The good news is that because of the emergence of centralized hubs such as Github, it’s never been easier to discover and download open source software. The bad news is there is not much in the way of actually governing that process, which creates all kinds of potential compliance headaches for the IT organization.
To address this issue, Perforce Software has released Perforce Git Fusion, which helps simplify governance by providing an overlay that provides version control across open source applications residing in Git repositories.
According to Randy DeFauw, technical marketing manager for Perforce Software, rather than treat Git as a rival repository, Perforce has decided to extend its governance tools out to an open source repository that the open source community is using as the primary vehicle for distributing code. The challenge facing IT organizations is finding a way to make use of that rich repository of code in a way that not only allows them to comply with any number of regulations, but also make it simpler to track who used what version of what piece of code to build any given application. In essence, management of code repositories is now becoming more federated to accommodate the existence of repositories both inside and outside of the enterprise, says DeFauw.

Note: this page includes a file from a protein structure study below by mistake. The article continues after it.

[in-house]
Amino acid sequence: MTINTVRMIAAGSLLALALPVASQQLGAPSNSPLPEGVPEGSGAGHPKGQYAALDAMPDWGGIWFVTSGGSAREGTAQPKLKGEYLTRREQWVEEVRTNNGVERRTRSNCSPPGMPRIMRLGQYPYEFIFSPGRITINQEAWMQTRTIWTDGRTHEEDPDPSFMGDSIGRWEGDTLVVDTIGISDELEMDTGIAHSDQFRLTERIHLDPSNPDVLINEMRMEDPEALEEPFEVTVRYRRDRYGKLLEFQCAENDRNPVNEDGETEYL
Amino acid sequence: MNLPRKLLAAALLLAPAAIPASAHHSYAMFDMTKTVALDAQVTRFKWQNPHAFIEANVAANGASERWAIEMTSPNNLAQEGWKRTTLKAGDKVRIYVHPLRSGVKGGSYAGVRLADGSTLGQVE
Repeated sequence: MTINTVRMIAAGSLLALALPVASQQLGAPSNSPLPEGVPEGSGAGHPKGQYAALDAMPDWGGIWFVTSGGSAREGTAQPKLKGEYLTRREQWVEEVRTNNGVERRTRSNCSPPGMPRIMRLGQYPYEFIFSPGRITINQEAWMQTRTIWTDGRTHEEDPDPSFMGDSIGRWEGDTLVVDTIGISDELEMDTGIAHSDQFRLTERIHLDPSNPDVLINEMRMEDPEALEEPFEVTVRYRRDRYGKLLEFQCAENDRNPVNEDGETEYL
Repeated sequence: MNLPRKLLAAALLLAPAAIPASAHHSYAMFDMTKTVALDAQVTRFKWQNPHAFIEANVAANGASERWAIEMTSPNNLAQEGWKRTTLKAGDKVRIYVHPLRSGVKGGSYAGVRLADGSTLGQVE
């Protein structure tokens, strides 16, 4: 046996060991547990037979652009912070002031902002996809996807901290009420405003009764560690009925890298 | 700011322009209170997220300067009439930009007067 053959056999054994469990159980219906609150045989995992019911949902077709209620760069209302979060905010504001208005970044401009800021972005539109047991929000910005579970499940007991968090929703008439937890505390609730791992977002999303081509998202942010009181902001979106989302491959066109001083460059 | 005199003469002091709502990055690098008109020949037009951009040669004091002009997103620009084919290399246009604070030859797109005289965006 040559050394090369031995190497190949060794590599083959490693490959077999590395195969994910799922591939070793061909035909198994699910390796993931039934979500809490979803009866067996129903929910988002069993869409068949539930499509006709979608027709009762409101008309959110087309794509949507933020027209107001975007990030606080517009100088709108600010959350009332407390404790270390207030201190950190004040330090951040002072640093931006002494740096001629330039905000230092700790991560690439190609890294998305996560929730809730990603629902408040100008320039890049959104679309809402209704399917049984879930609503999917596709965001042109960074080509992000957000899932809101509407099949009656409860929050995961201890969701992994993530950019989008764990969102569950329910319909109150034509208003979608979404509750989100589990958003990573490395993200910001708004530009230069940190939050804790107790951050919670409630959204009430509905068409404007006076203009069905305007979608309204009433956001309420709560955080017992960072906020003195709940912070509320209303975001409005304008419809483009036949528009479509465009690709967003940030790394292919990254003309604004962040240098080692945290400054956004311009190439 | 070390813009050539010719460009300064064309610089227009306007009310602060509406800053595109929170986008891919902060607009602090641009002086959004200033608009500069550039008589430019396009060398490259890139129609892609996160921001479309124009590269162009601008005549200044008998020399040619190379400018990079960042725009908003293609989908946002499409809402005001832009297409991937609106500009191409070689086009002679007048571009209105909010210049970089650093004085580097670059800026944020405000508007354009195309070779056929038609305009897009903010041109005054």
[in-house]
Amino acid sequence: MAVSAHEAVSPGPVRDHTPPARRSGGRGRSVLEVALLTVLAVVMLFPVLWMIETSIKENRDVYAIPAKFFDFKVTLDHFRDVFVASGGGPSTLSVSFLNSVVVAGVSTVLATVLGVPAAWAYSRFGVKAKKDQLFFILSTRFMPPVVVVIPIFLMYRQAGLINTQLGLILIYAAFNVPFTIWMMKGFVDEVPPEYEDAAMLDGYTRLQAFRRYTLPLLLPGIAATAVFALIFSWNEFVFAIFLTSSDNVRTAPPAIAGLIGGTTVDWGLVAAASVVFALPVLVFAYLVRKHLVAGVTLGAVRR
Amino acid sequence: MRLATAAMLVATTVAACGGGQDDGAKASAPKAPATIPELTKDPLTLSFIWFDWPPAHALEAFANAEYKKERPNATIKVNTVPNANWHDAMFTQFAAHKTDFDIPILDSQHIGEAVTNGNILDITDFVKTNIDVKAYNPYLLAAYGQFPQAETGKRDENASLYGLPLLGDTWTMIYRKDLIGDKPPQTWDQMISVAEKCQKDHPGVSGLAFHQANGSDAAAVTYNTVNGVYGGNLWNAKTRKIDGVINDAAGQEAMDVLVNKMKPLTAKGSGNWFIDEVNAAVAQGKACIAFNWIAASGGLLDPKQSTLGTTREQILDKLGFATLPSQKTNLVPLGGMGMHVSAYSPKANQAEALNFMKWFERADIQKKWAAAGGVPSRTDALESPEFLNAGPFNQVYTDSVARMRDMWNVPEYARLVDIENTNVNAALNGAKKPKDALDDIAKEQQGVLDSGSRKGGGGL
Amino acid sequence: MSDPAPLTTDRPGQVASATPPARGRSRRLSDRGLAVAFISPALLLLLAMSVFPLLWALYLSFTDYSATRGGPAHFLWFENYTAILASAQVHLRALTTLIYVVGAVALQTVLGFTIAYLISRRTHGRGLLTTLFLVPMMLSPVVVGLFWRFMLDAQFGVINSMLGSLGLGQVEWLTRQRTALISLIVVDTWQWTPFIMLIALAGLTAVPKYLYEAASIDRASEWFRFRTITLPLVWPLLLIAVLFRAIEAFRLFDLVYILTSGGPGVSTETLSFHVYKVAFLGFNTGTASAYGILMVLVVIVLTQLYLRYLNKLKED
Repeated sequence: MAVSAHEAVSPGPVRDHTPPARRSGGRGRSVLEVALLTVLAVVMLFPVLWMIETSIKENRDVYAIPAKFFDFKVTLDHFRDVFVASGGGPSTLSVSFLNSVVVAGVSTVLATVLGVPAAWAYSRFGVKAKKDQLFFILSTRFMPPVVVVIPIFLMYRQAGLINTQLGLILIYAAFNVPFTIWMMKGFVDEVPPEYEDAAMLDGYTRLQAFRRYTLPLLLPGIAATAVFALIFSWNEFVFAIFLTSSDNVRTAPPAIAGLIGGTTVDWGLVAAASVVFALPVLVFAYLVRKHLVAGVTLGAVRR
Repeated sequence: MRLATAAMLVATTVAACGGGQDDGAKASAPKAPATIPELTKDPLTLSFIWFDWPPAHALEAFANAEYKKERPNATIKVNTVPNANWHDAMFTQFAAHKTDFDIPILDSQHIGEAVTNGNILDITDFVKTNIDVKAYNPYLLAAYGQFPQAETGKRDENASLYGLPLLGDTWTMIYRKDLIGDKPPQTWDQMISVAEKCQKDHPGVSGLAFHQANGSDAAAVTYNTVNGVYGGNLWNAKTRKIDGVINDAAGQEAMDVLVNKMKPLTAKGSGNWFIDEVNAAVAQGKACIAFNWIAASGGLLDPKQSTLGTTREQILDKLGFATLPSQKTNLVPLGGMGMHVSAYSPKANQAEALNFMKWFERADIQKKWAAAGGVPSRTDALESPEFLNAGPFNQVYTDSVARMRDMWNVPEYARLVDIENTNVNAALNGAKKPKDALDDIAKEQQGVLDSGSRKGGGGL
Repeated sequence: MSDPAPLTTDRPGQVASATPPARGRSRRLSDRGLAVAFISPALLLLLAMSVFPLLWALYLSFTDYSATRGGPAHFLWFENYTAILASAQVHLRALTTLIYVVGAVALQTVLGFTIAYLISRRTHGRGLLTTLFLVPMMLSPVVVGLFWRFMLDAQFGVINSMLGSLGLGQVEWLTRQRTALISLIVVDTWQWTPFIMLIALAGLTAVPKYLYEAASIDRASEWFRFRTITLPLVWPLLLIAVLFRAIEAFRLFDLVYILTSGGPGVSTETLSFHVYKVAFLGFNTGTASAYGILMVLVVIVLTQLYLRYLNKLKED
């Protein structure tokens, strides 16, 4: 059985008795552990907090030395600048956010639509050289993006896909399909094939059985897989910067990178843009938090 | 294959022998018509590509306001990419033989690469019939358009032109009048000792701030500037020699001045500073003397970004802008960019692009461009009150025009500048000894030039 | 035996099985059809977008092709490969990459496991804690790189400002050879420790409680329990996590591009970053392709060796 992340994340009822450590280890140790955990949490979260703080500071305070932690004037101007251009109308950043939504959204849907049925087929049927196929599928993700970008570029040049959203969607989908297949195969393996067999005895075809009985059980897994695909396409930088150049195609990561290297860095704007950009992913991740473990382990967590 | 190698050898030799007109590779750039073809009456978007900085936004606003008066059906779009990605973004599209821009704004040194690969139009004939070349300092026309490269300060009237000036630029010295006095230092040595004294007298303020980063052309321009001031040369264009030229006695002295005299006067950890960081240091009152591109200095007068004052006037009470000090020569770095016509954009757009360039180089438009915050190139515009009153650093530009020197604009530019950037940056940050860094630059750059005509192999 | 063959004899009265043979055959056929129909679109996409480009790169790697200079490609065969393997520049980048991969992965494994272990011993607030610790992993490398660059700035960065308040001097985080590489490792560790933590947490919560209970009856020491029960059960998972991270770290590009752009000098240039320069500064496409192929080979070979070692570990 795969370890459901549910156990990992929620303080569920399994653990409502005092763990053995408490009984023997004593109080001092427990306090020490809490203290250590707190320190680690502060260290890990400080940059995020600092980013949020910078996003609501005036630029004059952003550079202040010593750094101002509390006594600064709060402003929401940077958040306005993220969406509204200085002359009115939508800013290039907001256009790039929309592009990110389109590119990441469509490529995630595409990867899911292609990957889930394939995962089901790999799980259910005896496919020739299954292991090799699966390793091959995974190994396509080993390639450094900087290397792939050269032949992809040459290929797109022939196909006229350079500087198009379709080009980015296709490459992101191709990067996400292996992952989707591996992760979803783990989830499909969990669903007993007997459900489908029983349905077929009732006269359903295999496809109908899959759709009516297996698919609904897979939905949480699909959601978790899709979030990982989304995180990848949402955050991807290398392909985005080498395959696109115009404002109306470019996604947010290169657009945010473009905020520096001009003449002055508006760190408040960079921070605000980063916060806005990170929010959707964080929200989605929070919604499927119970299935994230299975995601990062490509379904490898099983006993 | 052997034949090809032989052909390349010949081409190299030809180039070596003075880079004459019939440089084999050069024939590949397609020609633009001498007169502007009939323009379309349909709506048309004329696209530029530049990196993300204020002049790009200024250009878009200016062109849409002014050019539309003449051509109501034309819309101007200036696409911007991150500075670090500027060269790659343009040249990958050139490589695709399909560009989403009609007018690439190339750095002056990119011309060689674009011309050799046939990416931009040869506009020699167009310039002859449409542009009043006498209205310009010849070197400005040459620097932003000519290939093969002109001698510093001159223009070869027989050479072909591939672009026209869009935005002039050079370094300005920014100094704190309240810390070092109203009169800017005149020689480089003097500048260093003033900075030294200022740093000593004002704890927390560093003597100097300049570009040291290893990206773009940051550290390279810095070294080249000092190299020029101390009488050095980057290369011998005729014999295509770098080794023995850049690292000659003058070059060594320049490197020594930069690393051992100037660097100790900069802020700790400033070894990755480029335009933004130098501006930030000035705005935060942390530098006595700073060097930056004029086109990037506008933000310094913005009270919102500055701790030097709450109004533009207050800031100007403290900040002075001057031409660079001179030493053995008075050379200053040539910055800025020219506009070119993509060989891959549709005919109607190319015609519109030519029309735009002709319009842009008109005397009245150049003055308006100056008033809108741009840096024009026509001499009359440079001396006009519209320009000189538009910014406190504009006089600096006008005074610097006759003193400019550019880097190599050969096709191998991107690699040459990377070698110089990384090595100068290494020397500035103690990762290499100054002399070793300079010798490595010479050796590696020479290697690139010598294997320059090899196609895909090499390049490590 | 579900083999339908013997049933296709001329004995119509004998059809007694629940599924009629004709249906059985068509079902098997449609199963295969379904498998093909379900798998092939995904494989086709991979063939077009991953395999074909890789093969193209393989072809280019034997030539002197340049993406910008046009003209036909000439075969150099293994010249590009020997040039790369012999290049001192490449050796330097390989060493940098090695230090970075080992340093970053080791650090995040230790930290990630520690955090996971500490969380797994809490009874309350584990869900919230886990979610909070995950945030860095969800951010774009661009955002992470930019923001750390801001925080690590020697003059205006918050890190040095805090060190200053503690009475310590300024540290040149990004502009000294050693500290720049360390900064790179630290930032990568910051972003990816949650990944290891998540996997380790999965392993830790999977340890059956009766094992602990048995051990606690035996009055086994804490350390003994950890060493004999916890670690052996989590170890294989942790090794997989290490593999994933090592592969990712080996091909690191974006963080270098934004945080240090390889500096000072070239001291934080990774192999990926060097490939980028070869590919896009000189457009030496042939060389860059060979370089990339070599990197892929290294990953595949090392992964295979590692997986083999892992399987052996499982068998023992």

Git Fusion provides a feature called Repository Remapping that can be used to create new Git repositories using a reconfigured set of data. That, says DeFauw, means Perforce can then maintain the overall project view of releases, components, and workflow and can manage an unlimited number of Git repositories. Developers can also dynamically switch between repositories, adds DeFauw.
Most applications being developed today are really amalgamations of code developed elsewhere. The challenge now is figuring out what modules went into what applications and, from a compliance perspective, what is the provenance associated with that code. None of this means that IT organizations shouldn’t rely on open source code more, it just means they need to know more about where that code actually has been.